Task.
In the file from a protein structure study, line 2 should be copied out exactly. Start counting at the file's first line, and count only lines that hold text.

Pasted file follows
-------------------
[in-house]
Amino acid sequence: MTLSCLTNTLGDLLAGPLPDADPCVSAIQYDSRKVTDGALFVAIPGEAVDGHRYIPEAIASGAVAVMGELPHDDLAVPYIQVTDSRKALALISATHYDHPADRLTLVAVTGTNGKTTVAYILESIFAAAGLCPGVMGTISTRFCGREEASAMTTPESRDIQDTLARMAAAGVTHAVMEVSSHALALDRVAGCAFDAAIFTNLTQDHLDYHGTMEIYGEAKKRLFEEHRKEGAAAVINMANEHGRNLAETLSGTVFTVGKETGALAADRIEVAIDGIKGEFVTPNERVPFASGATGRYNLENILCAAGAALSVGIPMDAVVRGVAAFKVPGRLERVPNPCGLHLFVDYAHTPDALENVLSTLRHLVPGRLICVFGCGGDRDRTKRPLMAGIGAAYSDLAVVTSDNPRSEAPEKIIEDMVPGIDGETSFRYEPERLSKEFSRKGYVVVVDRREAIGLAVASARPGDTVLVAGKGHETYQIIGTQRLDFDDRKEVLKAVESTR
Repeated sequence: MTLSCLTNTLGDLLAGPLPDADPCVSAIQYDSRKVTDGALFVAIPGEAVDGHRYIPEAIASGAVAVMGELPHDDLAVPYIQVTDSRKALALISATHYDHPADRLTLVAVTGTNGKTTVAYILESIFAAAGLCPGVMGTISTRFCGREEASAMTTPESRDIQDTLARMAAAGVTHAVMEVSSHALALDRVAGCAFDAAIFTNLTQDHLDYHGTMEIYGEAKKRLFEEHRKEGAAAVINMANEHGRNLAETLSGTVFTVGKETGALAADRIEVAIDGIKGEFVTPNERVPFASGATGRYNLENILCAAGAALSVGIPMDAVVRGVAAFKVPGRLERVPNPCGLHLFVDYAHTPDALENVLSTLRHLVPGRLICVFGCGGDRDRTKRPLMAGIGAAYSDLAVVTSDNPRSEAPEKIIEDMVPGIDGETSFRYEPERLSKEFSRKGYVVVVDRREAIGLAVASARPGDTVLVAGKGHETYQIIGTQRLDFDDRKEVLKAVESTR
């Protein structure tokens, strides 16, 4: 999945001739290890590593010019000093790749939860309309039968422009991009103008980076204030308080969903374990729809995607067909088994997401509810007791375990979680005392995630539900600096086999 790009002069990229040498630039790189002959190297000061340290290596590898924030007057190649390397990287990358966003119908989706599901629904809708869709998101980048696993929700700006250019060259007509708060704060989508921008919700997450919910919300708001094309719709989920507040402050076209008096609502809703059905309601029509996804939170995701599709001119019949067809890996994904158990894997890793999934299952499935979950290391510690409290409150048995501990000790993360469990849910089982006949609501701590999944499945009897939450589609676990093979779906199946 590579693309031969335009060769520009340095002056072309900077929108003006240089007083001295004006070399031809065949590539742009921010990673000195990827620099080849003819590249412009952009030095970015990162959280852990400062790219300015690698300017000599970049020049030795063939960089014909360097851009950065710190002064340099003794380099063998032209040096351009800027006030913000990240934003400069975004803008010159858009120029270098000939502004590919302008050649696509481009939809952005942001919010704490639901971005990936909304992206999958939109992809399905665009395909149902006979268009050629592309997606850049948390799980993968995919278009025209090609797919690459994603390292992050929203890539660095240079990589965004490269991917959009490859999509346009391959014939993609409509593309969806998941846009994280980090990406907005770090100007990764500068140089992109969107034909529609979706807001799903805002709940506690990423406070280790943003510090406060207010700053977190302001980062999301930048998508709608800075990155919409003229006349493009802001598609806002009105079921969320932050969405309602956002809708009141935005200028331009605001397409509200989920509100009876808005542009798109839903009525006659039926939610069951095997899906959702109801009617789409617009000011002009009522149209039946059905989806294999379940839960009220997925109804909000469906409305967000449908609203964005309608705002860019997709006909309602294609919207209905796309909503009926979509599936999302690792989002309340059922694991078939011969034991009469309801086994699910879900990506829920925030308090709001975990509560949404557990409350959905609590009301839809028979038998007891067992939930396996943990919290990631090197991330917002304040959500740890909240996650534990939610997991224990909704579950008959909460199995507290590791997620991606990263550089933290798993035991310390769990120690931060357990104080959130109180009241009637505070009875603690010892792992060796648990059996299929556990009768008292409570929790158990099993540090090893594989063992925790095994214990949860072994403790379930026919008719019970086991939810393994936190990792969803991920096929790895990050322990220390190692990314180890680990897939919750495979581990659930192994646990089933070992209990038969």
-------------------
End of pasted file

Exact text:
Amino acid sequence: MTLSCLTNTLGDLLAGPLPDADPCVSAIQYDSRKVTDGALFVAIPGEAVDGHRYIPEAIASGAVAVMGELPHDDLAVPYIQVTDSRKALALISATHYDHPADRLTLVAVTGTNGKTTVAYILESIFAAAGLCPGVMGTISTRFCGREEASAMTTPESRDIQDTLARMAAAGVTHAVMEVSSHALALDRVAGCAFDAAIFTNLTQDHLDYHGTMEIYGEAKKRLFEEHRKEGAAAVINMANEHGRNLAETLSGTVFTVGKETGALAADRIEVAIDGIKGEFVTPNERVPFASGATGRYNLENILCAAGAALSVGIPMDAVVRGVAAFKVPGRLERVPNPCGLHLFVDYAHTPDALENVLSTLRHLVPGRLICVFGCGGDRDRTKRPLMAGIGAAYSDLAVVTSDNPRSEAPEKIIEDMVPGIDGETSFRYEPERLSKEFSRKGYVVVVDRREAIGLAVASARPGDTVLVAGKGHETYQIIGTQRLDFDDRKEVLKAVESTR